According to critical theory of technology, technologies are neither neutral nor deterministic, but are encoded with specific socio-economic values and interests. Feenberg explores how they can be developed and adapted to more or less democratic values and institutions, and how their future is subject to social action, negotiation and reinterpretation. Technologies bring with them a particular "rationality," sets of rules and implied ways of behaving and thinking which, despite their profound influence on institutions, ideas and actions, can be transformed in a process of democratic rationalization. Feenberg argues that the emergence of human communication on the Internet and the environmental movement offer abundant examples of public interventions that have reshaped technologies originally designed for different purposes. This volume includes chapters on citizenship and critical theory of technology, philosophy of technology and modernity, and Heidegger and Marcuse, two of the most prominent philosophers of technology.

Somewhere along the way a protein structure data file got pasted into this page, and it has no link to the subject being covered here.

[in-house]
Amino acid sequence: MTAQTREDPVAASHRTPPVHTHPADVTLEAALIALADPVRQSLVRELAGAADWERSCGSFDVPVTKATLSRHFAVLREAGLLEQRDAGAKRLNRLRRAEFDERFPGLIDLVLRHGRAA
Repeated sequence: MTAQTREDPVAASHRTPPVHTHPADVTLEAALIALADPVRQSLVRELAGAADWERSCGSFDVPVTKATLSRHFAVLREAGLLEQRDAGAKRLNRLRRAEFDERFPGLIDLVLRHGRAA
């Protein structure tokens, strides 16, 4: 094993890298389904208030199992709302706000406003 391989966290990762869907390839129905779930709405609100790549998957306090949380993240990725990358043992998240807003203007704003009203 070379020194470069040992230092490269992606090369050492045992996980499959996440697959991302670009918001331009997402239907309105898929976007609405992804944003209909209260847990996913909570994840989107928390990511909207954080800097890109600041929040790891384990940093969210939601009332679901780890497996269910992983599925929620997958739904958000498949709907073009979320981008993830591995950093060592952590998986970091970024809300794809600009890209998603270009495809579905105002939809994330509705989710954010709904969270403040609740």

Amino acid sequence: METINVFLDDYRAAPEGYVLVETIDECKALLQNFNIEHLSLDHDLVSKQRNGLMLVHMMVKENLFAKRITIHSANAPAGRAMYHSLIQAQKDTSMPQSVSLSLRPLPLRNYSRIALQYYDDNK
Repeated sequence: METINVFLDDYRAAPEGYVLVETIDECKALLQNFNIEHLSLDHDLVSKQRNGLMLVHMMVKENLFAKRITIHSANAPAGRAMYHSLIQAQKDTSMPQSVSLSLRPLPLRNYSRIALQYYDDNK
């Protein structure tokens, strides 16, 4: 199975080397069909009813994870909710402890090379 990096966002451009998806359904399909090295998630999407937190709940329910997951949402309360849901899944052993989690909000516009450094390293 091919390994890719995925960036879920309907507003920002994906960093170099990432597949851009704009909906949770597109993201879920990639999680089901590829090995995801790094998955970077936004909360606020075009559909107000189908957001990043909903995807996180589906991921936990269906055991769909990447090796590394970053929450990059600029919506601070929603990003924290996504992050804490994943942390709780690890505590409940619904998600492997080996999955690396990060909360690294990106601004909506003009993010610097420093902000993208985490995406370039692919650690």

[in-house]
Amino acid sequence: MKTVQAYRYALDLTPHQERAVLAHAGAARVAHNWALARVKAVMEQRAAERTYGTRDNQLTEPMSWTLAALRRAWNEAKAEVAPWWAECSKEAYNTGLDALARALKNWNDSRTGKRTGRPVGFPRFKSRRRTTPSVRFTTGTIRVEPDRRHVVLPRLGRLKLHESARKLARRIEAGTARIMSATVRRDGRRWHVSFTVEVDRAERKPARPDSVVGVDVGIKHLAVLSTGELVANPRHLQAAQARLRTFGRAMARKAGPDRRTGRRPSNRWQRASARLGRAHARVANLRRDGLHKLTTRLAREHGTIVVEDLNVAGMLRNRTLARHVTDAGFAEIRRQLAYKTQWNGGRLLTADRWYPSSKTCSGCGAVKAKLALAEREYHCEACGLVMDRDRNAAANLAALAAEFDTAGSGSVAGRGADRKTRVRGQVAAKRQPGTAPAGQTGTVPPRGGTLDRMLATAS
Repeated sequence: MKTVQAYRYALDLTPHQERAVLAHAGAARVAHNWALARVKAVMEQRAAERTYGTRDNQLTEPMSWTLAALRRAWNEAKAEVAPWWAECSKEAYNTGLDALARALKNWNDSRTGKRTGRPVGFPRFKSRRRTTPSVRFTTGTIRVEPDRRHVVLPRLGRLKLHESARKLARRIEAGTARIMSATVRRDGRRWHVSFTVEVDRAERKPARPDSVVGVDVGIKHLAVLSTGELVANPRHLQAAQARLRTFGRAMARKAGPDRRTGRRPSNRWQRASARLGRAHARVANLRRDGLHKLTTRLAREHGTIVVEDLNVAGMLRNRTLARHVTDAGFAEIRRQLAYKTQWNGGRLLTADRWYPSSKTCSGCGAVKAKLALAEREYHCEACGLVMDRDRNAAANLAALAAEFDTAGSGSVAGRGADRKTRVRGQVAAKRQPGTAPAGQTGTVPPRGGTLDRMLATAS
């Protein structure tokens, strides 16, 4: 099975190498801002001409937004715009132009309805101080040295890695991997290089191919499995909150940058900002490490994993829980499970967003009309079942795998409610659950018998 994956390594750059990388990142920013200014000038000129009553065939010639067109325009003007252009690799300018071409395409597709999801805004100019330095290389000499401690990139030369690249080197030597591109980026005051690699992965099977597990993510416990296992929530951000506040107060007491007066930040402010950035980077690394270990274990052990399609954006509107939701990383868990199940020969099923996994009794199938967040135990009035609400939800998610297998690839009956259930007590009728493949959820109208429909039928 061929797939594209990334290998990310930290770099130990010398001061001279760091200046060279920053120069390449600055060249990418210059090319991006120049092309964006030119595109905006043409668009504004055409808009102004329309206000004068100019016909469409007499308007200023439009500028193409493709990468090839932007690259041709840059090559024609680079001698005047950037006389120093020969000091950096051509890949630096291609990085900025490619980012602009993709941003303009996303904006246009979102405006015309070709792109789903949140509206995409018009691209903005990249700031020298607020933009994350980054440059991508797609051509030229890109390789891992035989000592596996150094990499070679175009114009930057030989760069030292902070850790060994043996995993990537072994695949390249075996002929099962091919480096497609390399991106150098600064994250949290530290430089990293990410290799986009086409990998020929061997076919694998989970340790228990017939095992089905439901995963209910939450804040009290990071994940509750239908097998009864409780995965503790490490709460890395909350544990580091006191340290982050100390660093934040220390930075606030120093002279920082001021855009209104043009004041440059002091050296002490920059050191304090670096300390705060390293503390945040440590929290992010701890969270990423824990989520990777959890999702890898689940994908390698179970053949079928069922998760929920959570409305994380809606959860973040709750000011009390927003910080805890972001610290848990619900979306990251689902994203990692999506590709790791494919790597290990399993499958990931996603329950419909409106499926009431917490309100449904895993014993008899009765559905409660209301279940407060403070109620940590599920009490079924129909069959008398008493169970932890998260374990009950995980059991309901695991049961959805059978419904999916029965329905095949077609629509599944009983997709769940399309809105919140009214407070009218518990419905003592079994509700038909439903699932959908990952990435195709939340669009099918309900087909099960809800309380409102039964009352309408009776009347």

Eduardo Beira is an engineer teaching at the University of Minho and the MIT Portugal Program.